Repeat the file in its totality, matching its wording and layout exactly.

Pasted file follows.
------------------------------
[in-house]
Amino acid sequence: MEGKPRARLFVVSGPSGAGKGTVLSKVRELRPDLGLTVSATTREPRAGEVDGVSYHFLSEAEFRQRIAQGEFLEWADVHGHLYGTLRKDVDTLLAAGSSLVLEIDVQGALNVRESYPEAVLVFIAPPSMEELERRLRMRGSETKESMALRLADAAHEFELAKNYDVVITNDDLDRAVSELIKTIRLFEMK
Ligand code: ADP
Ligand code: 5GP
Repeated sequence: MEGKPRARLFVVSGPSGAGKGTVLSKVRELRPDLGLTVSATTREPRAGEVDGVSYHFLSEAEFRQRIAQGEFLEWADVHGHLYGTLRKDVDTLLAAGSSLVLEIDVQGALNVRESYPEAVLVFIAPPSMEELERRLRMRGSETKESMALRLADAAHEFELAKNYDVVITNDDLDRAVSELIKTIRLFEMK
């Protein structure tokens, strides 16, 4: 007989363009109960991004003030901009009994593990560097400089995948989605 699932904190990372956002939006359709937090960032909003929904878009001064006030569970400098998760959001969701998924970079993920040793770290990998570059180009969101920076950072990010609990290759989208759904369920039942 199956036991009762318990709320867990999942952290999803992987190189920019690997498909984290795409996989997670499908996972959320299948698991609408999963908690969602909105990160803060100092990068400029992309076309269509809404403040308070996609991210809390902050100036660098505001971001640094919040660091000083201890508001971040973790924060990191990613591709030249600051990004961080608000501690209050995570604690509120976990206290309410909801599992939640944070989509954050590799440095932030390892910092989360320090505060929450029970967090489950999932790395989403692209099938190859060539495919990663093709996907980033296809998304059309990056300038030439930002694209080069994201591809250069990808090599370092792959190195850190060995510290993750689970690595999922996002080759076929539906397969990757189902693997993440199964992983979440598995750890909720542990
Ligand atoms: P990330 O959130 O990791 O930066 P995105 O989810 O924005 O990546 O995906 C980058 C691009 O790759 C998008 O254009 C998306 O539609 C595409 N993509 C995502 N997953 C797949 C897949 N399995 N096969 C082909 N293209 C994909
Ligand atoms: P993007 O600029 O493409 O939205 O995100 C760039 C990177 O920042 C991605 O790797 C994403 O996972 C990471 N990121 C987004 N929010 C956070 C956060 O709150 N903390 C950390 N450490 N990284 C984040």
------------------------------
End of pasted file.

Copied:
[in-house]
Amino acid sequence: MEGKPRARLFVVSGPSGAGKGTVLSKVRELRPDLGLTVSATTREPRAGEVDGVSYHFLSEAEFRQRIAQGEFLEWADVHGHLYGTLRKDVDTLLAAGSSLVLEIDVQGALNVRESYPEAVLVFIAPPSMEELERRLRMRGSETKESMALRLADAAHEFELAKNYDVVITNDDLDRAVSELIKTIRLFEMK
Ligand code: ADP
Ligand code: 5GP
Repeated sequence: MEGKPRARLFVVSGPSGAGKGTVLSKVRELRPDLGLTVSATTREPRAGEVDGVSYHFLSEAEFRQRIAQGEFLEWADVHGHLYGTLRKDVDTLLAAGSSLVLEIDVQGALNVRESYPEAVLVFIAPPSMEELERRLRMRGSETKESMALRLADAAHEFELAKNYDVVITNDDLDRAVSELIKTIRLFEMK
């Protein structure tokens, strides 16, 4: 007989363009109960991004003030901009009994593990560097400089995948989605 699932904190990372956002939006359709937090960032909003929904878009001064006030569970400098998760959001969701998924970079993920040793770290990998570059180009969101920076950072990010609990290759989208759904369920039942 199956036991009762318990709320867990999942952290999803992987190189920019690997498909984290795409996989997670499908996972959320299948698991609408999963908690969602909105990160803060100092990068400029992309076309269509809404403040308070996609991210809390902050100036660098505001971001640094919040660091000083201890508001971040973790924060990191990613591709030249600051990004961080608000501690209050995570604690509120976990206290309410909801599992939640944070989509954050590799440095932030390892910092989360320090505060929450029970967090489950999932790395989403692209099938190859060539495919990663093709996907980033296809998304059309990056300038030439930002694209080069994201591809250069990808090599370092792959190195850190060995510290993750689970690595999922996002080759076929539906397969990757189902693997993440199964992983979440598995750890909720542990
Ligand atoms: P990330 O959130 O990791 O930066 P995105 O989810 O924005 O990546 O995906 C980058 C691009 O790759 C998008 O254009 C998306 O539609 C595409 N993509 C995502 N997953 C797949 C897949 N399995 N096969 C082909 N293209 C994909
Ligand atoms: P993007 O600029 O493409 O939205 O995100 C760039 C990177 O920042 C991605 O790797 C994403 O996972 C990471 N990121 C987004 N929010 C956070 C956060 O709150 N903390 C950390 N450490 N990284 C984040």